Free Comic Book Day is a comics holiday, so I took the day off from posting.

*Yes, Saturday was the big day, as every single one of you were aware of for months. And I made every effort to fully enjoy…


Hosanna! Who needs comic books?! Ethnicity Fest (not real title) is a special day of the year in my current municipality of residence, in which one of the main roads in town is isolated for a few blocks and devoted to setting up tents and stands and stuff in the name of... ethnicity! Many ethnicities! This all happens to occur every year at precisely the same time as Free Comic Book Day. It also managed to synch up with Cinco de Mayo this particular year, though Ethnicity Fest is a wide-reaching event, embracing every culture and pressing them against its bosom of friendship and eating. So I guess they all went out to drink later.

I’ve gotta say, I really left this year’s Ethnicity Fest with a grander appreciation for my fellow human beings. All social and cultural gaps were bridged, particularly as we stood in line for food for close to a half hour in the glaring sun. All of our differences dissolved as we shifted in place, rubbing the backs of our necks in futile gestures toward blocking the sun, killing rays. A lot of respect manifested that day. Silent respect, from people who looked angry and tired, but I think we all grasped the beauty nevertheless.

I got curried goat, and had to learn how to pick out the chips of bone pretty quick.

And later I went to get comics. I visited three stores, all of which had some sort of special sale going on to tie in with the day. One of them really went all out, with six or seven people in costumes, free candy, a big selection of back issues for $1 (you are mine, Dazzler #1, and I don’t entirely know why!), and lots of customers. I picked up more non-free stuff than I’d expected, combining all the various sales: Marvel’s Agents of Atlas hardcover, a stack of Fleetway/Quality’s deluxe US market Judge Dredd reprints, some 1986 Fantagraphics album titled Children of the Night Tide which looks like it’s about dragons (emphasis on the Fanta, then), the Skyscrapers of the Midwest material I was missing, the Matt Fraction-written Spectacular Spider-Man Annual #1 from this week (which I’ve heard only good things about), and more.

There were also many free comics, and also a free Batman HeroClix thingy, which I have now posed with the other FCBD HeroClix I’ve amassed over the years into kind of a battle tournament/dance-off. Although this year’s Batman looks really jumpy and agitated, so it also looks especially great in my Drinky Crow toy’s open mouth.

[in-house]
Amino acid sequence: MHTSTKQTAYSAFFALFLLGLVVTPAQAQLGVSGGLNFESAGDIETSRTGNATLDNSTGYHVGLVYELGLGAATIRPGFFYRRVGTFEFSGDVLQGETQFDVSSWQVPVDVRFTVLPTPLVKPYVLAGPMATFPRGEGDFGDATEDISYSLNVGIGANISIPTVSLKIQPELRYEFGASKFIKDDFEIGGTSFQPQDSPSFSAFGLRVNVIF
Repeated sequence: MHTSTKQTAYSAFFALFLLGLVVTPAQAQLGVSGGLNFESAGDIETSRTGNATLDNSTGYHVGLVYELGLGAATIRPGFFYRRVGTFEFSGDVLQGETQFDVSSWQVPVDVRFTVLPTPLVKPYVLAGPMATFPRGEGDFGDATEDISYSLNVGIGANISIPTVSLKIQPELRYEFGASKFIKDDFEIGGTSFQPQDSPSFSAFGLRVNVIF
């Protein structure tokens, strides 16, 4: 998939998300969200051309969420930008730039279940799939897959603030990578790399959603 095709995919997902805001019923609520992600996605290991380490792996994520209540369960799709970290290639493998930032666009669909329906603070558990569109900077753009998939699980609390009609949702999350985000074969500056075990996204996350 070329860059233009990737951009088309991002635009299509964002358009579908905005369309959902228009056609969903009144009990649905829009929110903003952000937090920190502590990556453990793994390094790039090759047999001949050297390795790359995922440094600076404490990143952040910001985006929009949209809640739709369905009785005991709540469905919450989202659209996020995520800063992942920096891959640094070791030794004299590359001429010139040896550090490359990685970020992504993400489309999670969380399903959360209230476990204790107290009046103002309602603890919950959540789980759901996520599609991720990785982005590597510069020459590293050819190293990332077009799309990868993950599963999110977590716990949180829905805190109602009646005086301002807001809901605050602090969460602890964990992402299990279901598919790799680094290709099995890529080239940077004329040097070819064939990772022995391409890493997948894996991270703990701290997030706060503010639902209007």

As for the free comics I got, in no particular order:

The Umbrella Academy: Dark Horse’s FCBD offering was really weird in that two out of three of the series it previewed don’t even have release dates solicited for any additional material. And the one project that actually is coming soon, Zero Killer from Rex Mundi creator Arvid Nelson and artist Matt Camp (miniseries begins in July), turned out to be a wholly unimpressive concoction of quasi post-apocalypse action clichés. At least Pantheon City boasted some nice art from Clément Sauvé and colorist Stéphane Peru, slightly reminiscent of Guy Davis on Nevermen in both character faces and future-past décor, but much more heavily realist in background detail, with some lovely mechanical designs. Ron Martz’s script doesn’t get in the way.

But obviously the draw here is the big Gerald Way (of My Chemical Romance) story, a 12-page short with art from what I believe will be the regular visual team of Gabriel Bá and colorist Dave Stewart, once the promised six-issue miniseries is actually solicited. The plot concerns the adventures of an adopted family of superhero-type people putting up with bizarre threats and a sinister father figure. I picked up echoes of both Grant Morrison’s Doom Patrol (Way is an avowed Morrison fan and cites Richard Case as a big influence on his own art), and, perhaps unavoidably, Bá’s other current project, Casanova.

Yet it's also slightly unsure of its own goofiness, tumbling over would-be winking lines like “An oldie but a goodie -- and it never gets old!” and only succeeding in introducing about half the apparent cast to any interesting degree (I wonder if Way also wrote the character introductions, the faux-jaunty style of which summarize the book’s tonal problems). This is clearly still the work of an enthusiastic novice, albeit one who’s paid some real attention to the comics he’s liked; it’s the sort of thing where the uncertain tone and awkward jabs at whimsy might work themselves out over the course of an actual series, unless they actually get worse. I’ll hope for the former, since there’s some potential here.

Mickey Mouse: Yeah! An all-Floyd Gottfredson special, commemorating his long-overdue 2006 induction to the Eisner Hall of Fame, and it’s vintage 1936 material all around, co-written with Ted Osborne and inked by Ted Thwaites. A longer, typically episodic (at times almost stream-of-consciousness), gag-filled story of the classic rough-and-tumble Mickey finding himself in the literary world of Robin Hood (he’s literally dragged into a book, Gumby-style) is paired with a shorter sequence involving Mickey’s romantic rivalry with the ever-greasy Mortimer Mouse, although not Minnie’s uncle, who was also named Mortimer, because that would be creepy. Every time I see a Mickey’s Rival story start up, I consistently get this weird feeling that Gemstone is about to reprint the legendary Mickey Mouse in: Suicide Squeeze (not real title) storyline fragment from 1930, regardless of art style or time period. We have plenty of internet to cover that, luckily. Gottfredson’s Mickey comics are the first comics I can recall reading, back in the day of Gladstone reprints, and they’re still damn entertaining today.